The Circle - A Tale of the Trickster

Roam Albino VampireBy Ian Hunter

Sho Loa Ling looked across the sea at the dying sun, its fire quenched on the distant horizon, boiling the ocean, making it pure. She raised her head high, higher, and gazed at the night, descending like a hood delicately pulled over this part of the world. She shivered. He had risen, she could feel it.

A few stars adorned the darkening sky, and there was the moon, its face marred, unlike her own pale, round face. Whatever troubled her was well hidden. It had to be.

She looked down, past the ramshackle homes, not so far different from the shacks which clinged tenaciously to the hills overlooking the rice fields in her distant land, then her gaze turned to the lights of the little taverna. She could hear music, a bouzouki playing, fast, joyful. Hands were being clapped, glasses struck against the scarred, battered tables in time to the music. Beyond that, something splashed through the water, coming towards them.

"They come."

Behind her, there was a long, weary sigh. "How many times have I told you not to talk!" snapped Jamie Connor. "You forget your place."

"I was merely –"

The tall Irishman strode across the room and towered above her. His arm moved back and she flinched instinctively, but he did not hit her, for once. "I am the Senior Apprentice, you are…." He smiled, but it only made his handsome face cruel. "The Lower Apprentice." He laughed. "The Loa Apprentice."

"I only –"

His hand darted out, closing on her cheeks and squeezing. "You are nothing, remember that? Nothing. Tonight I will receive the Master's gift and become one with the night. You would do well to remember that, Sho Loa Ling."

She swallowed, tears in her eyes, but she could still talk, despite the pressure on her face. "You are a fool," she hissed.

Fury sparked through Connor's dark eyes, but he opened his hand, pushing her backwards. "We’ll see who the fool is when I am changed and the Master has left you alone in the dark. Listen well to the night noises, little pale one, because one of them might be me coming for you." He gestured towards the door. "Now, go. Get ready, they are the last to arrive."

She held his eyes, thinking what a poor vampire he would make. Striking and arrogant, but far too emotional, so unlike the Master. The Irishman would do well to last a tenth of the Master's long span before his tainted half-life came to an end.

*        *        *

"Damn girl," Connor hissed, but she had her uses, for him as well as the Master. They each had desires which needed to be satisfied. He watched her leave the room, then slipped forward to take her place at the window, staring down at the small boat being tied to the little dock. Two figures lumbered on to the rickety timbers and walked closer. He smiled, hearing every word they were saying.

"I need a drink."

"Better to keep a clear head, and our wits about us."

"You think?"

"I know. We are late, and Belanger may be displeased. We should hurry. The church is up ahead."


"Don't worry, it is long abandoned."

Connor smiled. He could see them clearer now as they emerged from the last of the little homes to the start of the path that led to the church. One small and thin, clutching something to his chest. This was the misfit German wanted by the authorities while the other one was taller, wider, a bag over his shoulder. A traveller, he reckoned, one who had seen a bit of the world since being forced to leave his native America for crimes committed during the Civil War. Both men had a fair bounty on their heads, as had all of the Master's guests. There was a small fortune in infamy gathered here tonight. In fact, they had paid a small fortune to be here, for the chance of immortality, and to fund the Master’s itinerate lifestyle. But even that payment did not secure them entry, there was the small matter of the Gift.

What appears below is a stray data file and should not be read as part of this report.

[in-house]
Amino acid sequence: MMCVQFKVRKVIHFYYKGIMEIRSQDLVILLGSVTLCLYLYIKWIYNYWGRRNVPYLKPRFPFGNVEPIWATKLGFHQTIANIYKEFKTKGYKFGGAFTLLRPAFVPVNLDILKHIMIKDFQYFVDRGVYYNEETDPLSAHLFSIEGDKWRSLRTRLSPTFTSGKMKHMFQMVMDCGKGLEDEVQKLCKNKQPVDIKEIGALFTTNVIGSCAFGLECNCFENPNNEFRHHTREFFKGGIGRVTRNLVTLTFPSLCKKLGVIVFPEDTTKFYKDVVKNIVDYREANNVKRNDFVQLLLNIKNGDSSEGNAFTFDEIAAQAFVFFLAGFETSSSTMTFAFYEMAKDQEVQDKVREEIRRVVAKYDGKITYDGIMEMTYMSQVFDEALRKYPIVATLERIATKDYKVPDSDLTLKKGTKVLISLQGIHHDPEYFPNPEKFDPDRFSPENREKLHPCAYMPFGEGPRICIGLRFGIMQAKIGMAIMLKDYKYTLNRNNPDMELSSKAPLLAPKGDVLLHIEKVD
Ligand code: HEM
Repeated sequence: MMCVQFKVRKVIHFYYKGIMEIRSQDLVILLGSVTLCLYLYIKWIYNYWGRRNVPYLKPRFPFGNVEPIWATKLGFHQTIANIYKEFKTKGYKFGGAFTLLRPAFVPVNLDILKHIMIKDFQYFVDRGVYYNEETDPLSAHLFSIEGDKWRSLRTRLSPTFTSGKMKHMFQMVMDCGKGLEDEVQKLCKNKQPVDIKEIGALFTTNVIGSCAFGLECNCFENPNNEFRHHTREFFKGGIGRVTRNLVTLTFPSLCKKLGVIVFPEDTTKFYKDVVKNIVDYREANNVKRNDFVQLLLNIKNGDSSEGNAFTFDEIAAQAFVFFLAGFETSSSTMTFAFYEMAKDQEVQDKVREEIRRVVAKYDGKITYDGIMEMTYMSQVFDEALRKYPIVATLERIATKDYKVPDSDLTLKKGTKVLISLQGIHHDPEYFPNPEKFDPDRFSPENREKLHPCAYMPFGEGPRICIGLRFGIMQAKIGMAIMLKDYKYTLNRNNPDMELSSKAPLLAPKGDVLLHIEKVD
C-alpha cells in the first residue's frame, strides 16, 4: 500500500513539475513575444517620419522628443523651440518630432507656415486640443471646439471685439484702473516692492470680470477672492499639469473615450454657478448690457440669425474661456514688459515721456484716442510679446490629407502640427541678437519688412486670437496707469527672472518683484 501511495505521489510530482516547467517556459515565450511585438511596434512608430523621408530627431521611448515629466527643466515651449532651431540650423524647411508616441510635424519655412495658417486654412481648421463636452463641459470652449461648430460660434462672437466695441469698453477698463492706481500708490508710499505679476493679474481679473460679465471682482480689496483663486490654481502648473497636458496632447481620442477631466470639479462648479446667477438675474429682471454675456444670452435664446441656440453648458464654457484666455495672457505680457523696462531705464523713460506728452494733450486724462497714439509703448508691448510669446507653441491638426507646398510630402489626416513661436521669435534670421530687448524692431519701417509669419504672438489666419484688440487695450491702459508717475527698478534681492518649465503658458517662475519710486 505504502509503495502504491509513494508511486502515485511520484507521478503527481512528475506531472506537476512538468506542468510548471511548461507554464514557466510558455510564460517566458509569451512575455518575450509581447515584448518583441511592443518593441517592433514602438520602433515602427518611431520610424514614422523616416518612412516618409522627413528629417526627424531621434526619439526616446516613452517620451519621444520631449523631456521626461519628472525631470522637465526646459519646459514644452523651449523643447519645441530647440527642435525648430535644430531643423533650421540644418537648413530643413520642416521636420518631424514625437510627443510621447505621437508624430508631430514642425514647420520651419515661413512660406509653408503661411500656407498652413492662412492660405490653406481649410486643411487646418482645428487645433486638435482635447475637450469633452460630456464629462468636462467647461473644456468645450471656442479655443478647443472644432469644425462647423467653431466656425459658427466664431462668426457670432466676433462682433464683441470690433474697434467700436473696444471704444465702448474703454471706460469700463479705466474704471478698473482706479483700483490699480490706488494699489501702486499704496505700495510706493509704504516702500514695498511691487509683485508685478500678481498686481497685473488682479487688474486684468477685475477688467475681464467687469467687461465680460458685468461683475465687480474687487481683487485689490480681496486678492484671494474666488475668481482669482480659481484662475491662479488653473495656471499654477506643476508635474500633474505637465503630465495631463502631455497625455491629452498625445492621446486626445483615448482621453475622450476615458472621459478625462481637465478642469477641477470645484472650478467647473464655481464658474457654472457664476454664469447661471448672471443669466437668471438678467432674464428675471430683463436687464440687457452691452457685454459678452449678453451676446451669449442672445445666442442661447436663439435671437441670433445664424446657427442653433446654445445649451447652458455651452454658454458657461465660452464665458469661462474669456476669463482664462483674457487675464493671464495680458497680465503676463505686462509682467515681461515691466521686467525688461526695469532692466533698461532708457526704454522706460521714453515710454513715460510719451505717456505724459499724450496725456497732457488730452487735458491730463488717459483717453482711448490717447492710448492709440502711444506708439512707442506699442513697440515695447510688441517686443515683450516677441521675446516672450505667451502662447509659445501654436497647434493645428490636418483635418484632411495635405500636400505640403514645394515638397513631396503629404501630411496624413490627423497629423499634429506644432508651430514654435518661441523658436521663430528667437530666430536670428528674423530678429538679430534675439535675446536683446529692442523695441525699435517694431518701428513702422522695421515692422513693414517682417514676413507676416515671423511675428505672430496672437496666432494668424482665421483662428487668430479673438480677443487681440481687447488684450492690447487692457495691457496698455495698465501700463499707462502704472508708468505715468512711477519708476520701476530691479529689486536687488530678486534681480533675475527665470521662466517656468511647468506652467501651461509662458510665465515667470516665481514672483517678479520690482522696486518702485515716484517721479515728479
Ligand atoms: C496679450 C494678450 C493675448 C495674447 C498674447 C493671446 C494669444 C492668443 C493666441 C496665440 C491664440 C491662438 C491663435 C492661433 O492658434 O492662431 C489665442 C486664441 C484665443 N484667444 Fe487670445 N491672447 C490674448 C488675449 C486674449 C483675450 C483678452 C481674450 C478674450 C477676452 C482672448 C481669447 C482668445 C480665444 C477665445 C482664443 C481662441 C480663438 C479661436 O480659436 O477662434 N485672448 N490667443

"What a godforsaken place. Who lives here?" asked the smaller man, turning round.

"Fishermen mostly, living off the sea. Or sponge divers, taking their hauls to the bigger islands to sell at the markets."

"And still this place has a church?" the German marvelled. "With a vampire inside?"

"Belanger the Trickster, as he is sometimes known, perhaps he tricked God into leaving."

"I’ve heard he can hold silver," the little man said. "So the fact that he lives in a church should come as no surprise."

"I suppose not," agreed the American. "Maybe, our vampire is not a vampire after all, but a ghost."

"Yes," hissed his companion. "Pale and thin, with red eyes. Devil’s eyes. Hot coals that can burn into your soul."

"Red eyes are the sign of the devil," the larger man rasped and spat on the ground for luck and to ward off evil spirits."

"If this Belanger is not a devil, then he is a demon, an imp in human form with pale skin and white, white hair. I heard it turned white because he was scared to death. He died and came back but his hair stayed white, and his body became that of an albino."

"Then pray the same thing does not happen to us," said the bigger man, laughing.

The smaller laughed as well, and above them, Connor joined in.

"Something amusing you, Jamie?"

Connor whirled. The Master was standing in the doorway, newly risen, looking more fragile than normal. The bloodlust would be uncoiling inside him, clouding his thoughts. This was a dangerous time for anyone who got in his way.

"No, no," Connor said quickly. "I was listening to the last of them arriving."